In addition to your daily workouts or physical activity outdoors in the heat, you need to tailor your diet to balance out your sodium levels and keep them healthy. Even if you cut out all salt-packed fast food and processed foods, and maintain a balanced diet of vegetables, fruit and fresh meats, you'll likely be consuming more than enough sodium than your body needs.
Sodium exists in table salt or Himalayan salt, but it's also naturally found in most foods, like milk, celery and even some types of drinking water. Plenty of foods, in addition to their natural levels of sodium, also contain added salt, such as soy sauce, bacon and canned soups.
To eat a low-sodium diet, you'll need to avoid most packaged and processed foods, including cookies, baked goods, deli meats, chips and frozen meals. If it's easier to visualize, your body only requires about one-fourth teaspoon of table salt every day, and that can easily be found naturally in meats, vegetables and dairy, in addition to some salt for seasoning with meals.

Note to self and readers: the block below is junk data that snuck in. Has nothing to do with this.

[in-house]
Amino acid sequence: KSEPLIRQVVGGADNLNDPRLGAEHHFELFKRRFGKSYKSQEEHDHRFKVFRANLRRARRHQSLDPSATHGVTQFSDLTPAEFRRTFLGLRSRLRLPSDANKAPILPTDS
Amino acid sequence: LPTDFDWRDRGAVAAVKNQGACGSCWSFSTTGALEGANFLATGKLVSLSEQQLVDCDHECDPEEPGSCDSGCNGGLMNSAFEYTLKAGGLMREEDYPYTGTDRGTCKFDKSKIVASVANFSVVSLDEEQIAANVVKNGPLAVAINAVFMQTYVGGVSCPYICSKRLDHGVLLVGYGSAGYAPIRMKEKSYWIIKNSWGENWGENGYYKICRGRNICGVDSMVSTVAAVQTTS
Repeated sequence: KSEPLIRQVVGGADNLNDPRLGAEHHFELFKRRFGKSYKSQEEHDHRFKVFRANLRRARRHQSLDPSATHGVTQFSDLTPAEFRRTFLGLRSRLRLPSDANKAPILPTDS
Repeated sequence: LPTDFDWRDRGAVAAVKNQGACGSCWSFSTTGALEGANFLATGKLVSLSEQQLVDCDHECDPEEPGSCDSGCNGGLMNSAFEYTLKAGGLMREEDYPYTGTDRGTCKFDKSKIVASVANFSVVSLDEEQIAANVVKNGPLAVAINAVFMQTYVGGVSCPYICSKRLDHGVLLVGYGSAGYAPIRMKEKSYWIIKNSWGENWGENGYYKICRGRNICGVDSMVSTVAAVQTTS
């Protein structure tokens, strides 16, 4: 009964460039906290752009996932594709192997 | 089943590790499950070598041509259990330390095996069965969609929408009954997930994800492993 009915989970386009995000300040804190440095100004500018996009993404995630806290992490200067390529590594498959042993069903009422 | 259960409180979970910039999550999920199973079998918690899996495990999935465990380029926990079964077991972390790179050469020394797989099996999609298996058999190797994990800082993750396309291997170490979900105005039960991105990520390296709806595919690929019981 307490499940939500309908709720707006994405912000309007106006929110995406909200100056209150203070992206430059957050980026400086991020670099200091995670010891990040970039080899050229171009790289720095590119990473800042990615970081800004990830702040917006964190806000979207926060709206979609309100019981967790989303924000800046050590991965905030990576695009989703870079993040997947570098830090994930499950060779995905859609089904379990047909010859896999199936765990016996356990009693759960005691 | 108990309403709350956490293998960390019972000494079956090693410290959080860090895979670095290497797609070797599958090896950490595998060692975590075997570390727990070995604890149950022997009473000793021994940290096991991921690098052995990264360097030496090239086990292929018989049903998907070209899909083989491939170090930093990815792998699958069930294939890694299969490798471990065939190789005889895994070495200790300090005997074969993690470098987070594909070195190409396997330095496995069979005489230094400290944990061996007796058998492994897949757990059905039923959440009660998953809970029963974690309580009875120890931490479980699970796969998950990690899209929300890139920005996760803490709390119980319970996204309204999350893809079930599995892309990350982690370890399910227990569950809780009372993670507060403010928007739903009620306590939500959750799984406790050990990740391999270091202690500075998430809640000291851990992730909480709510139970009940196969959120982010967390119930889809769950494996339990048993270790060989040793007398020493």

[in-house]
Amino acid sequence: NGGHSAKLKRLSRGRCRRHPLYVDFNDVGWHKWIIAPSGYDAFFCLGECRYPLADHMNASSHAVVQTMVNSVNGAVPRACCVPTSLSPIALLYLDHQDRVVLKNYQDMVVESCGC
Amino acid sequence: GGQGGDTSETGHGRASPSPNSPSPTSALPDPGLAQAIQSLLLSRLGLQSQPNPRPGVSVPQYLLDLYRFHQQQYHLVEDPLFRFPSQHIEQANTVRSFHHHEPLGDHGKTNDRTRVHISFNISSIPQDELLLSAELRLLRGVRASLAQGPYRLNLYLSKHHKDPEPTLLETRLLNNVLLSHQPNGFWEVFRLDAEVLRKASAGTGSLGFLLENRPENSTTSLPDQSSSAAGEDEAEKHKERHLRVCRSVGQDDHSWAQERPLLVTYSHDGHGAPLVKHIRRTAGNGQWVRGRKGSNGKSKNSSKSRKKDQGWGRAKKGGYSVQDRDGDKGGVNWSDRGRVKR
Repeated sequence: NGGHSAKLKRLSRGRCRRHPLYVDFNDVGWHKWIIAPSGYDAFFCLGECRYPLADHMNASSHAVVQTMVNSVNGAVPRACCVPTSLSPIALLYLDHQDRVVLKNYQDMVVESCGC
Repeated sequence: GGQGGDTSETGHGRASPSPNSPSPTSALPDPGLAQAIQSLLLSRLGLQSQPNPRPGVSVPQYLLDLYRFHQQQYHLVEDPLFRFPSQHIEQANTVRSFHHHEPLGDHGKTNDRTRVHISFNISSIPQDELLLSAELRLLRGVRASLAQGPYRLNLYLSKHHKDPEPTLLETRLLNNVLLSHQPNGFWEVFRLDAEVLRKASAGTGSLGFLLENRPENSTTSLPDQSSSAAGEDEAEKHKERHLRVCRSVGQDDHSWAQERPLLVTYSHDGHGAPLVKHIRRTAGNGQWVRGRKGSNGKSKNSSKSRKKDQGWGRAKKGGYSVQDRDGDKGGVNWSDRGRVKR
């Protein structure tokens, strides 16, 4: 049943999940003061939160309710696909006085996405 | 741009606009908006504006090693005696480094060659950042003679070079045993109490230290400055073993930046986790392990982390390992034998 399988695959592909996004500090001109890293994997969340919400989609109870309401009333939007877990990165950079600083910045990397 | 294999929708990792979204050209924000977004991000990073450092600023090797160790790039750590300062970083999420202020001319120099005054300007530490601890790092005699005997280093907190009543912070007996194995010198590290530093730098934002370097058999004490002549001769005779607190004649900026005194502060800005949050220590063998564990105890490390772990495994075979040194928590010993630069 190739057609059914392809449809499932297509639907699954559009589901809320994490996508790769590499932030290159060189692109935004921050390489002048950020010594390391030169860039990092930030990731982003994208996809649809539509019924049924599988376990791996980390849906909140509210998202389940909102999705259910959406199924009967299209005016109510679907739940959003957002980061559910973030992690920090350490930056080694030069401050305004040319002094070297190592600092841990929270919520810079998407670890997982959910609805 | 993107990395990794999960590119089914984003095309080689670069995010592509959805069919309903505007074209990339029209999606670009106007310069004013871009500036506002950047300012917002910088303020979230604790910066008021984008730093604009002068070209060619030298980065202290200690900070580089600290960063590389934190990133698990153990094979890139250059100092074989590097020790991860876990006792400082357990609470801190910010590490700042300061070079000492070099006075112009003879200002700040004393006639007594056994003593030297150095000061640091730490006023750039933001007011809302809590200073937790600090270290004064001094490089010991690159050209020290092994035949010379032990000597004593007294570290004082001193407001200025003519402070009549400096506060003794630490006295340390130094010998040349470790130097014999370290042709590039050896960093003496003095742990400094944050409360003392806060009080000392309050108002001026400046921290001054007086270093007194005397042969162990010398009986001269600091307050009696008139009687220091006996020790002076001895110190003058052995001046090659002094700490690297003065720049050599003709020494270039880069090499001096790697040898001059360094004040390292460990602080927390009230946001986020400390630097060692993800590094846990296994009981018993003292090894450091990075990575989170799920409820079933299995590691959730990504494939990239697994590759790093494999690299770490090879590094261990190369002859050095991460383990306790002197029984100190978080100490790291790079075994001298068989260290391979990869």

Choose low-sodium foods like fresh vegetables, fruit, legumes, nuts, seafood and meats. If you're still worried about your salt intake, remove the salt shaker from your table and instead season your food creatively with olive oil, crushed red pepper, vinegar, garlic, lemon, ginger or spices.
- American Heart Association: "How Much Sodium Should I Eat Per Day?"
- American Heart Association: "Effects of Excess Sodium Infographic"
- Journal of the American College of Cardiology: "Dietary Sodium and Health: More Than Just Blood Pressure"
- MedlinePlus: "Fluid and Electrolyte Balance"
- Sports Medicine: "Sweating Rate and Sweat Sodium Concentration in Athletes: A Review of Methodology and Intra/Interindividual Variability"
- Harvard Health Publishing: "Ask the Doctor: Exercise and Sodium"
- University of California San Francisco: "Guidelines for a Low Sodium Diet"
- USDA FoodData Central: "Bagels, Wheat"